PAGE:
Helping Someone Transition Out of the Military: 5 Tips

By Dylan Bartlett


Each year, thousands of military personnel retire and begin their transition into civilian life. Naturally, this transition can be incredibly difficult for both new veterans and their families.

However, there are ways in which you can prepare and help the entire process go far more smoothly.


1. Prepare Financially

Depending on how long and in which branch someone serves, they may receive an annual base pay between $20,000 and nearly $190,000. Regardless of how much your military member makes now, they won’t be receiving that pay once they transition out.

Moreover, they likely won’t find a civilian job the day after they leave the military. Therefore, it’s imperative you have a stable financial plan in place before they leave the military.

Save at least six months’ worth of expenses in an emergency fund in case your member can’t find a job soon after the transition. It’s also a smart idea to pay down as much debt as you can before they leave the military. This will help keep expenses to a minimum once they leave. Additionally, create a budget to help save money and stick to it even after thy transition out.



2. Ramp Up Your Own Job Search

Roughly 37% of post-9/11 veterans couldn’t find a job for six months to more than a year after they retired. Moreover, 6% never found a job. Therefore, it’s a good idea to begin searching for a job if you don’t already have one.

If you do have a job, look for ways to work more hours or up your game to receive a raise. This will ensure you have a steady source of income to assist your transitioning service member financially as well as your family.

Ramping up your job search will also demonstrate to them how to go about finding and applying for jobs. Update your LinkedIn and social media profiles to present yourself as a professional. As you send your resume and cover letter, include information about your transitioning member to see if anyone can point you in the right direction and land them a job.


3. Revisit Parenting Roles

If your transitioning service member also happens to be your spouse, it’ll be beneficial to discuss your roles as parents. What may have worked while he was in the military may not work now. For instance, if you were mostly a stay-at-home mom before, you might have to transition to working part-time or full-time while your husband looks for a job.

Openly discuss the positives and negatives and explore every possible solution to find one that works best for your family. While this conversation may be difficult, it will help to define your parenting roles and establish who will be the breadwinner — at least for the time being.



4. Find a Home and Move

After years of military mandates determining where you were to live, it’s finally time to choose a place yourselves. So dream big and choose a place the whole family will love. The military may even cover moving expenses if you relocate within a year of retiring. Moreover, your spouse may qualify for a VA mortgage, which can help you save money on mortgage expenses and rates.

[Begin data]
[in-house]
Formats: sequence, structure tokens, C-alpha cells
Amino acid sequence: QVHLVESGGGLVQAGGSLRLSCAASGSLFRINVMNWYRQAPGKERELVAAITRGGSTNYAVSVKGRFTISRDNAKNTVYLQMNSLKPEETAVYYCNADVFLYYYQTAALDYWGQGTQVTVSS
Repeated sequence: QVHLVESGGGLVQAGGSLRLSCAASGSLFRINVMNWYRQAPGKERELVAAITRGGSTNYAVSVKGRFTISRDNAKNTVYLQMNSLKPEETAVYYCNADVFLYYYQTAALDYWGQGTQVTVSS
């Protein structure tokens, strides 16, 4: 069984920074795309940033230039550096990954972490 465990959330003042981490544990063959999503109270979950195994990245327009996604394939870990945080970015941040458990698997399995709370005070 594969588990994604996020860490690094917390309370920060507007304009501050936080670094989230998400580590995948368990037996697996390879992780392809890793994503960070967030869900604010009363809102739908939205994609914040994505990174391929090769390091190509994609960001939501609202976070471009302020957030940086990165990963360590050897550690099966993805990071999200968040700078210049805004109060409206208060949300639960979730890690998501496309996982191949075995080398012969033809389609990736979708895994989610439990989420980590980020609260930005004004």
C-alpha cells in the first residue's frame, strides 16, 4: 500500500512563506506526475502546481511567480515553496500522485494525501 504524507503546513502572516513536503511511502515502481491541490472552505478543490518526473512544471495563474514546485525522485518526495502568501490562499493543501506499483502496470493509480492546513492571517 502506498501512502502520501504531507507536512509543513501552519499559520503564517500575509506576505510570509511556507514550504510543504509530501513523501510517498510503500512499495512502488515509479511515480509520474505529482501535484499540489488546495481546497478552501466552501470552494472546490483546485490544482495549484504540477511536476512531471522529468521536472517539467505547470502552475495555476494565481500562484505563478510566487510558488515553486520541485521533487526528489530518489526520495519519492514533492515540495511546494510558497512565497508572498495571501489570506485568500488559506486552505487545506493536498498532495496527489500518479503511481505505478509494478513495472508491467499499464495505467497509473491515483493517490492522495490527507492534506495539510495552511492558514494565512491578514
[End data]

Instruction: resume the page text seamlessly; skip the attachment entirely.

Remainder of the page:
Finding a new place to call home will also allow your veteran a smoother transition. Moving will give both you and them something to look forward to — a new life in a new place. This positive change will help establish an optimistic mindset as they continue to transition to civilian life.


5. Take Advantage of Support

Roughly 18.8 million veterans live in the U.S., as of 2017. Subsequently, there is a plethora of programs and support systems available to your transitioning veteran — take advantage of them!

These programs may help support their mental and physical health, help them find a job or connect them with others who are also transitioning. These support systems may also help them overcome trauma and live a more fulfilling life.

Cases of both post-traumatic stress disorder and military sexual trauma are very real and alarmingly common. Your veteran shouldn’t have to process past trauma on their own. Enroll them in a program or attend a support group with them to help them find the help they need. This will allow them to confront their trauma in a healthy way and transition into civilian life more easily.


Focus on Your Veteran

In the chaos and excitement of welcoming home your veteran, it can be easy to overlook your loved one’s actions, emotions or unusual tendencies. In fact, you might not notice them struggling to transition unless you consciously pay attention to them.

Therefore, in the days and weeks following their return, focus on your veteran and try to help them cope with this huge life adjustment. Be their biggest fan, support system and shoulder to cry, no matter what the future holds.

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